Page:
Having spent more than 20 years selling colas, chips and chocolate, I have a healthy respect for catchy slogans. I still remember the frisson I felt the first time I heard ‘Bolo mere lips, I love Uncle Chipps.’ My shallow, copy-trainee brain instinctively knew it was in the presence of deathless, immortal prose. That feeling of lip-smacking yumminess, of spice and salt and crunch and saliva all blending into one, and of course, the reassuring neatness of the rhyming—all conspired to create the perfect slogan. I decided on the spot that this would be the yardstick I would measure all my advertising writing against.
Good slogans always give you frisson. That is French for shiver—but it is more than just shiver. It means a sort of quivering skin-orgasm, complete with hair standing up at the back of your neck and pupil dilation. ‘Jana gana mana’ gives us all frisson, I am sure. So does ‘Jai Ho’ at the end of Slumdog Millionaire.
Good slogans should also always be a little tongue-in-cheek, or they run the risk of taking themselves too seriously. And finally (and most critically if we are talking about political slogans, which we are), good slogans should also invoke some larger insight, channel the zeitgeist, reverberate with what is in the hearts and heads of people.
There are several contenders for the top slot when it comes to the best political slogan of India. The simple, spartan ‘Jai jawan jai kisan’, (Glory to the soldier, glory to the farmer) coined by Lal Bahadur Shastri in 1965, which enthused soldiers to defend India and urged farmers to do their best to increase the production of food grains to reduce dependence on import, deserves special mention.
For sheer epic-ness and Rajinikanth-esque swag you simply can’t beat ‘Ek sherni sau langoor, Chikmagalur, Chikmagalur!’ (one tigress, a hundred monkeys, that’s the scenario in the by-election in Chikmagalur). In one simple sentence it reduced Indira Gandhi’s opposition to a bunch of cartoons and confirmed that no matter how deep patriarchy runs in India’s veins, reverence for the mother goddess runs even deeper.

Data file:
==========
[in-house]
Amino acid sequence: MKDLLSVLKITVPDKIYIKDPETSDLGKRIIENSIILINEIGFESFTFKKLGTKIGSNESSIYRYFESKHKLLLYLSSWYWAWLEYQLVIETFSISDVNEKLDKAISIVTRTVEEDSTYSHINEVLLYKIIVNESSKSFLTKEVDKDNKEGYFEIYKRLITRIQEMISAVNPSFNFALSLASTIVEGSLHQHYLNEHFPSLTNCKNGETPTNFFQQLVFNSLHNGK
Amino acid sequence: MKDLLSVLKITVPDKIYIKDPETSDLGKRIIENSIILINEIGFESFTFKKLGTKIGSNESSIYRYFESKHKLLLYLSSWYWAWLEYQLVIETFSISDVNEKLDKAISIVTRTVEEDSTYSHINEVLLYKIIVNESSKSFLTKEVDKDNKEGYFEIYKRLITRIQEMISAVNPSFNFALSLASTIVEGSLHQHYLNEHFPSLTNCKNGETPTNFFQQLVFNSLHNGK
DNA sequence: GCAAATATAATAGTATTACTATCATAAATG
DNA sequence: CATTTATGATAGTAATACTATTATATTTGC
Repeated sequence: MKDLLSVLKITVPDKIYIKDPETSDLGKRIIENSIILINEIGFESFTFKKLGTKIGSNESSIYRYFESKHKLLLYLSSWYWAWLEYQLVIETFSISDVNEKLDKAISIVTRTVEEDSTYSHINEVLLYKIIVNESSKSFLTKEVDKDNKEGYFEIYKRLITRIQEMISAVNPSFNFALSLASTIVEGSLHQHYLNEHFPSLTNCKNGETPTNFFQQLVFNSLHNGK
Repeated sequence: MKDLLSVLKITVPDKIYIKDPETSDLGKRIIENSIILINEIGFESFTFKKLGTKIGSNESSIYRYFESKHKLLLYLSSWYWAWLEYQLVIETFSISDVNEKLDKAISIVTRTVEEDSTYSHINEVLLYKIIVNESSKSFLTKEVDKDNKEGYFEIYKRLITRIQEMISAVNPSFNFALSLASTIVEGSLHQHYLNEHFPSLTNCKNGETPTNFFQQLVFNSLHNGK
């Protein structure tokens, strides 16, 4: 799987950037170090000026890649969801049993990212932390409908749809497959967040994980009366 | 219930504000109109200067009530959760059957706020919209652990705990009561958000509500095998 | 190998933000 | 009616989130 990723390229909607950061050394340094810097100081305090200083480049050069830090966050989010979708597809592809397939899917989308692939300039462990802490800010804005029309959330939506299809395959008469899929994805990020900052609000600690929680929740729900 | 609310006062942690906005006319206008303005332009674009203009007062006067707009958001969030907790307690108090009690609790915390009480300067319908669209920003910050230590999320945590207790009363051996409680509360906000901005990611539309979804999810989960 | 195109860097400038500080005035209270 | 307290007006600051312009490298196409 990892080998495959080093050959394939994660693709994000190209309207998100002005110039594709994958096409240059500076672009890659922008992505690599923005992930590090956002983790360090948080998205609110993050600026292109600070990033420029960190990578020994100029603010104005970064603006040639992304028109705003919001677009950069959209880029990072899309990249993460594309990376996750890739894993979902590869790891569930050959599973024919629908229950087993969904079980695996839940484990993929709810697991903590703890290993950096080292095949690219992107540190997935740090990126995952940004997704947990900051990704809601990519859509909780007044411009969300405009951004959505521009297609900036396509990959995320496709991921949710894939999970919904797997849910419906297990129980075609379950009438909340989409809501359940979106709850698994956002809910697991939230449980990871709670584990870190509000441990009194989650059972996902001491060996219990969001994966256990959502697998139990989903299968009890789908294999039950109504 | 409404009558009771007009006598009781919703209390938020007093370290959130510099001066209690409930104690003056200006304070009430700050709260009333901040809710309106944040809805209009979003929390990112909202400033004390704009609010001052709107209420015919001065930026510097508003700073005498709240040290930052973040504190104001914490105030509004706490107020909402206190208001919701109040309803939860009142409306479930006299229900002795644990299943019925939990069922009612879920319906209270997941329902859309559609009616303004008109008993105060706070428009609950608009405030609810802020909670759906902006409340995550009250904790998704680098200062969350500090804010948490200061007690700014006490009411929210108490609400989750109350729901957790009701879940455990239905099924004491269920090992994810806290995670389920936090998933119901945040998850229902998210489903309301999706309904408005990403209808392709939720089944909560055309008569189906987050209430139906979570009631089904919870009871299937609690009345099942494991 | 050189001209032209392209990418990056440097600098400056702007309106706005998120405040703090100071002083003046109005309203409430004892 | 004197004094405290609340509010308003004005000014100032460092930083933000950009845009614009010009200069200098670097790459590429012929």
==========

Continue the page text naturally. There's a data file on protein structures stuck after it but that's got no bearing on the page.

There have been some cutsie slogans (rhymes about aaloo and Lalu come to mind), some that channelled caste angst (tilak, tarazoo aur talwar, inko maaro joote chaar ie, beat the bearers of swords, scales and tilaks with shoes), there have been deeply disturbing images of naked mothers in Imphal crying ‘Indian Army Rape us’, there has been talk of chests that are 56 inches wide and all kinds of tired two-liners about haath-and-saath, baar-and-sarkaar, but for sheer nation-shaking, mould-breaking subversiveness nothing quite packs the poisonous punch of L.K. Advani’s ‘Mandir Wahin Banaaengay’. (we will build the temple there only, ‘there’ being the site of the Babri mosque.)
Aaah, what a slogan that was. Along with Salman Khan and Boomer bubble gum, it ruled the nineties. It gave me frisson even though I hadn’t been inside a temple more than four times in my entire, fauji-brat life. Featuring ecstatic, muscular bhakts egging us on to break down a mosque all in the name of a sweet-faced, blue-skinned cherubic baby-God, it shook the country like nothing before or since.
And now, as always happens when the new slogans fail us, the BJP seems to be returning to its hit golden oldie. But this is 2019, not 1990, and I am not sure a remixed version of an old hit, even one featuring a rap solo by Mohan Bhagwat, can do the job. Meanwhile the Congress, after several false starts and a lot of talk of ‘Love’, seems to have finally stumbled on to a potentially winning slogan—‘Chowkidar Chor Hai’ (The security guard is a thief.) If used consistently, in context, sans hiccups or random winks, it may just be ironical and damning enough to do the job.